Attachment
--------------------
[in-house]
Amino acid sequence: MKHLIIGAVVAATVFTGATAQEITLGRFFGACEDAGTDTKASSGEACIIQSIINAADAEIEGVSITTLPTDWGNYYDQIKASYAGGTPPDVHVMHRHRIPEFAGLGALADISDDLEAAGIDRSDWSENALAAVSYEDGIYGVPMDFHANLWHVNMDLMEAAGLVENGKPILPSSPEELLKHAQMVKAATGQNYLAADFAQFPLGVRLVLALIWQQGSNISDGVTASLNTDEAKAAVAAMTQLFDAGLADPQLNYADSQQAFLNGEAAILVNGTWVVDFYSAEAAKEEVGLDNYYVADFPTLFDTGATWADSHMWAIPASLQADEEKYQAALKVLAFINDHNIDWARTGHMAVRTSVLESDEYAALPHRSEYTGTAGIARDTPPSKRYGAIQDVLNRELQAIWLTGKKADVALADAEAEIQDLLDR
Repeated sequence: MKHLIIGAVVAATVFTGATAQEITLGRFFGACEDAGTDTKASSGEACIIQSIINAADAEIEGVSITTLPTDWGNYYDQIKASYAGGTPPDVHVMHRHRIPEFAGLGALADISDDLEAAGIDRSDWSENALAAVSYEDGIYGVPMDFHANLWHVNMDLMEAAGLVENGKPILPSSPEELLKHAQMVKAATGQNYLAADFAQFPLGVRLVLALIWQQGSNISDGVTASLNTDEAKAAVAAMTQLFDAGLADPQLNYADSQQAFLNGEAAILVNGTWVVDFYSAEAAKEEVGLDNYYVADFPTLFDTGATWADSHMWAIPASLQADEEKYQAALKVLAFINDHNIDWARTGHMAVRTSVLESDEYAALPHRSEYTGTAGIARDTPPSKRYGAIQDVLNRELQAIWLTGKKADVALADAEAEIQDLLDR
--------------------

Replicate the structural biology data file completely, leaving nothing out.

[in-house]
Amino acid sequence: MKHLIIGAVVAATVFTGATAQEITLGRFFGACEDAGTDTKASSGEACIIQSIINAADAEIEGVSITTLPTDWGNYYDQIKASYAGGTPPDVHVMHRHRIPEFAGLGALADISDDLEAAGIDRSDWSENALAAVSYEDGIYGVPMDFHANLWHVNMDLMEAAGLVENGKPILPSSPEELLKHAQMVKAATGQNYLAADFAQFPLGVRLVLALIWQQGSNISDGVTASLNTDEAKAAVAAMTQLFDAGLADPQLNYADSQQAFLNGEAAILVNGTWVVDFYSAEAAKEEVGLDNYYVADFPTLFDTGATWADSHMWAIPASLQADEEKYQAALKVLAFINDHNIDWARTGHMAVRTSVLESDEYAALPHRSEYTGTAGIARDTPPSKRYGAIQDVLNRELQAIWLTGKKADVALADAEAEIQDLLDR
Repeated sequence: MKHLIIGAVVAATVFTGATAQEITLGRFFGACEDAGTDTKASSGEACIIQSIINAADAEIEGVSITTLPTDWGNYYDQIKASYAGGTPPDVHVMHRHRIPEFAGLGALADISDDLEAAGIDRSDWSENALAAVSYEDGIYGVPMDFHANLWHVNMDLMEAAGLVENGKPILPSSPEELLKHAQMVKAATGQNYLAADFAQFPLGVRLVLALIWQQGSNISDGVTASLNTDEAKAAVAAMTQLFDAGLADPQLNYADSQQAFLNGEAAILVNGTWVVDFYSAEAAKEEVGLDNYYVADFPTLFDTGATWADSHMWAIPASLQADEEKYQAALKVLAFINDHNIDWARTGHMAVRTSVLESDEYAALPHRSEYTGTAGIARDTPPSKRYGAIQDVLNRELQAIWLTGKKADVALADAEAEIQDLLDR